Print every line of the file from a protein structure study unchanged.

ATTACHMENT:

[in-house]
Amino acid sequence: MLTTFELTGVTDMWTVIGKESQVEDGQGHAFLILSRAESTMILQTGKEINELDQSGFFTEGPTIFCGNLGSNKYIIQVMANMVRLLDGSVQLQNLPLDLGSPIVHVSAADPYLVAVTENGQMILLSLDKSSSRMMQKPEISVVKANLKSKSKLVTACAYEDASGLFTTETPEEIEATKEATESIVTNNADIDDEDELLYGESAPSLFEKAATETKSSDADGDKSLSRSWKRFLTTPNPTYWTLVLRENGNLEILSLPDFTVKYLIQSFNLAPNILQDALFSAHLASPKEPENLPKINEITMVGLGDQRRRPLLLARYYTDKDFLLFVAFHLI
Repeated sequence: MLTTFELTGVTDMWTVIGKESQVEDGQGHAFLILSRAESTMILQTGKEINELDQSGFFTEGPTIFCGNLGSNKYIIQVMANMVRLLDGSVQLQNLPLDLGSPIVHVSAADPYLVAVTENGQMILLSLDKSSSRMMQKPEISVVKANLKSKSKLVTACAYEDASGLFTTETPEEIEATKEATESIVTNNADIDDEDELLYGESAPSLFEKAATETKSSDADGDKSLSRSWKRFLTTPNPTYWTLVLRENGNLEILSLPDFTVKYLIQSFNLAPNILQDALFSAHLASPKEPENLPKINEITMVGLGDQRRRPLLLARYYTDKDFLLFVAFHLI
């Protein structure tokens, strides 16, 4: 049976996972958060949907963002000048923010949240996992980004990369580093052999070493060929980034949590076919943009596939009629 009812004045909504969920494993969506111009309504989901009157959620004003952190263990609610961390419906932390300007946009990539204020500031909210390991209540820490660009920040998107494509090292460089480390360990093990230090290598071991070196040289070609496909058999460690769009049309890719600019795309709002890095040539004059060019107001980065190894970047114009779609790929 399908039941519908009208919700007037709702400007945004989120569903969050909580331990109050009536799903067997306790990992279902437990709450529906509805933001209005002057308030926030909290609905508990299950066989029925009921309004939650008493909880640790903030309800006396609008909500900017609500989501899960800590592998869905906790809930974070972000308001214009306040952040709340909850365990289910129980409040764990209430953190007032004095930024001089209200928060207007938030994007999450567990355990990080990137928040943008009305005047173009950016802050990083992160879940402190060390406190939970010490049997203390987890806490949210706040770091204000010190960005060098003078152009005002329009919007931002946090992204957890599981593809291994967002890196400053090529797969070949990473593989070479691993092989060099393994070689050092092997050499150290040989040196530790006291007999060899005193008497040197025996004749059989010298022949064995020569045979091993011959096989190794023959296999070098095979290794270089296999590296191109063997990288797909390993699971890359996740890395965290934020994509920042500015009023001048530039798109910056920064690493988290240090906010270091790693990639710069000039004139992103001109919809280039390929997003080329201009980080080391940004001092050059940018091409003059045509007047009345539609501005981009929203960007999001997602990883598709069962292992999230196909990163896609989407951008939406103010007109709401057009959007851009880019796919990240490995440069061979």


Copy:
[in-house]
Amino acid sequence: MLTTFELTGVTDMWTVIGKESQVEDGQGHAFLILSRAESTMILQTGKEINELDQSGFFTEGPTIFCGNLGSNKYIIQVMANMVRLLDGSVQLQNLPLDLGSPIVHVSAADPYLVAVTENGQMILLSLDKSSSRMMQKPEISVVKANLKSKSKLVTACAYEDASGLFTTETPEEIEATKEATESIVTNNADIDDEDELLYGESAPSLFEKAATETKSSDADGDKSLSRSWKRFLTTPNPTYWTLVLRENGNLEILSLPDFTVKYLIQSFNLAPNILQDALFSAHLASPKEPENLPKINEITMVGLGDQRRRPLLLARYYTDKDFLLFVAFHLI
Repeated sequence: MLTTFELTGVTDMWTVIGKESQVEDGQGHAFLILSRAESTMILQTGKEINELDQSGFFTEGPTIFCGNLGSNKYIIQVMANMVRLLDGSVQLQNLPLDLGSPIVHVSAADPYLVAVTENGQMILLSLDKSSSRMMQKPEISVVKANLKSKSKLVTACAYEDASGLFTTETPEEIEATKEATESIVTNNADIDDEDELLYGESAPSLFEKAATETKSSDADGDKSLSRSWKRFLTTPNPTYWTLVLRENGNLEILSLPDFTVKYLIQSFNLAPNILQDALFSAHLASPKEPENLPKINEITMVGLGDQRRRPLLLARYYTDKDFLLFVAFHLI
């Protein structure tokens, strides 16, 4: 049976996972958060949907963002000048923010949240996992980004990369580093052999070493060929980034949590076919943009596939009629 009812004045909504969920494993969506111009309504989901009157959620004003952190263990609610961390419906932390300007946009990539204020500031909210390991209540820490660009920040998107494509090292460089480390360990093990230090290598071991070196040289070609496909058999460690769009049309890719600019795309709002890095040539004059060019107001980065190894970047114009779609790929 399908039941519908009208919700007037709702400007945004989120569903969050909580331990109050009536799903067997306790990992279902437990709450529906509805933001209005002057308030926030909290609905508990299950066989029925009921309004939650008493909880640790903030309800006396609008909500900017609500989501899960800590592998869905906790809930974070972000308001214009306040952040709340909850365990289910129980409040764990209430953190007032004095930024001089209200928060207007938030994007999450567990355990990080990137928040943008009305005047173009950016802050990083992160879940402190060390406190939970010490049997203390987890806490949210706040770091204000010190960005060098003078152009005002329009919007931002946090992204957890599981593809291994967002890196400053090529797969070949990473593989070479691993092989060099393994070689050092092997050499150290040989040196530790006291007999060899005193008497040197025996004749059989010298022949064995020569045979091993011959096989190794023959296999070098095979290794270089296999590296191109063997990288797909390993699971890359996740890395965290934020994509920042500015009023001048530039798109910056920064690493988290240090906010270091790693990639710069000039004139992103001109919809280039390929997003080329201009980080080391940004001092050059940018091409003059045509007047009345539609501005981009929203960007999001997602990883598709069962292992999230196909990163896609989407951008939406103010007109709401057009959007851009880019796919990240490995440069061979």